October 2, 1997 in Nation/World

Fbi Names New Deputy Director

Michael J. Sniffen Associated Press
 
Tags:profile

Assistant FBI Director Robert M. Bryant, who supervised the investigation of CIA turncoat Aldrich Ames and the peaceful surrender of the Montana Freemen, was promoted Tuesday to deputy director.

A 29-year veteran of the bureau, Bryant, 54, who has served as chief of its two main investigative divisions, takes over the No. 2 post immediately

“The selection of Bob Bryant is a true merit appointment,” said Attorney General Janet Reno. “His untiring work on behalf of the American people has led to landmark accomplishments against terrorism, espionage and other grave crimes.”

Bryant has been assistant director in charge of the FBI’s criminal investigative division since March. Before that, he had served since October 1993 as assistant director in charge of the national security division, which hunts spies and terrorists.

In that post, he had a major role, though not at the scene, in directing the investigation of the 1995 Oklahoma City bombing that resulted in the conviction and death sentence for Timothy McVeigh and the current trial of Terry Nichols.

Bryant was in charge of the 81-day siege of the separatist freemen enclave in Montana where the FBI successfully negotiated a peaceful surrender of all involved. That case helped deflect heavy criticism of the FBI for killing an unarmed woman at separatist Randy Weaver’s Idaho cabin in 1992 and for the deaths by fire at the Branch Davidian compound at Waco, Texas, during an FBI tear gas assault in 1993.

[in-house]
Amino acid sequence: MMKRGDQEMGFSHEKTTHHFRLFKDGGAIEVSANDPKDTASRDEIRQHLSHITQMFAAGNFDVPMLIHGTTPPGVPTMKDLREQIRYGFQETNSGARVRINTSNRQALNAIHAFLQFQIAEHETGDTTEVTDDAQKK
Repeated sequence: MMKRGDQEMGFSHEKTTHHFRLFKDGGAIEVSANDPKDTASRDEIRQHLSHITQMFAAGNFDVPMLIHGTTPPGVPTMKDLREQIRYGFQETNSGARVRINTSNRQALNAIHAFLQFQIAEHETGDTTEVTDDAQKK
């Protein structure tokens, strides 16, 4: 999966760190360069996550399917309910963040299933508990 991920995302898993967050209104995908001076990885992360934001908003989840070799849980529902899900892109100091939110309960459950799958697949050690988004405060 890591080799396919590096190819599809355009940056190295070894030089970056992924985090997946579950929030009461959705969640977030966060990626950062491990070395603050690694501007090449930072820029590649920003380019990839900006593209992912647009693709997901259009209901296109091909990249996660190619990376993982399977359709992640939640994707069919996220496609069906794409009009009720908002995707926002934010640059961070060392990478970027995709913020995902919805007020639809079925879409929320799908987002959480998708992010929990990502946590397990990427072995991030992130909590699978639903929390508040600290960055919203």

In 1994, he managed the investigation by agents of the Washington field office, which he had headed during 1991-93, that unmasked Ames, a counterintelligence officer, as the most damaging spy ever found inside the CIA. Ames is serving life in prison for spying that cost the lives of at least a dozen Soviet and East Bloc officials who were spying for the West between 1985 and 1994.

Bryant succeeds William J. Esposito, who retired Tuesday to take a more lucrative private-sector job.

A native of Springfield, Mo., with undergraduate and law degrees from the University of Arkansas, Bryant joined the FBI in 1968 in Seattle. He also has served in Dallas, Las Vegas, Kansas City, Mo., and Salt Lake City, where he was agent in charge.


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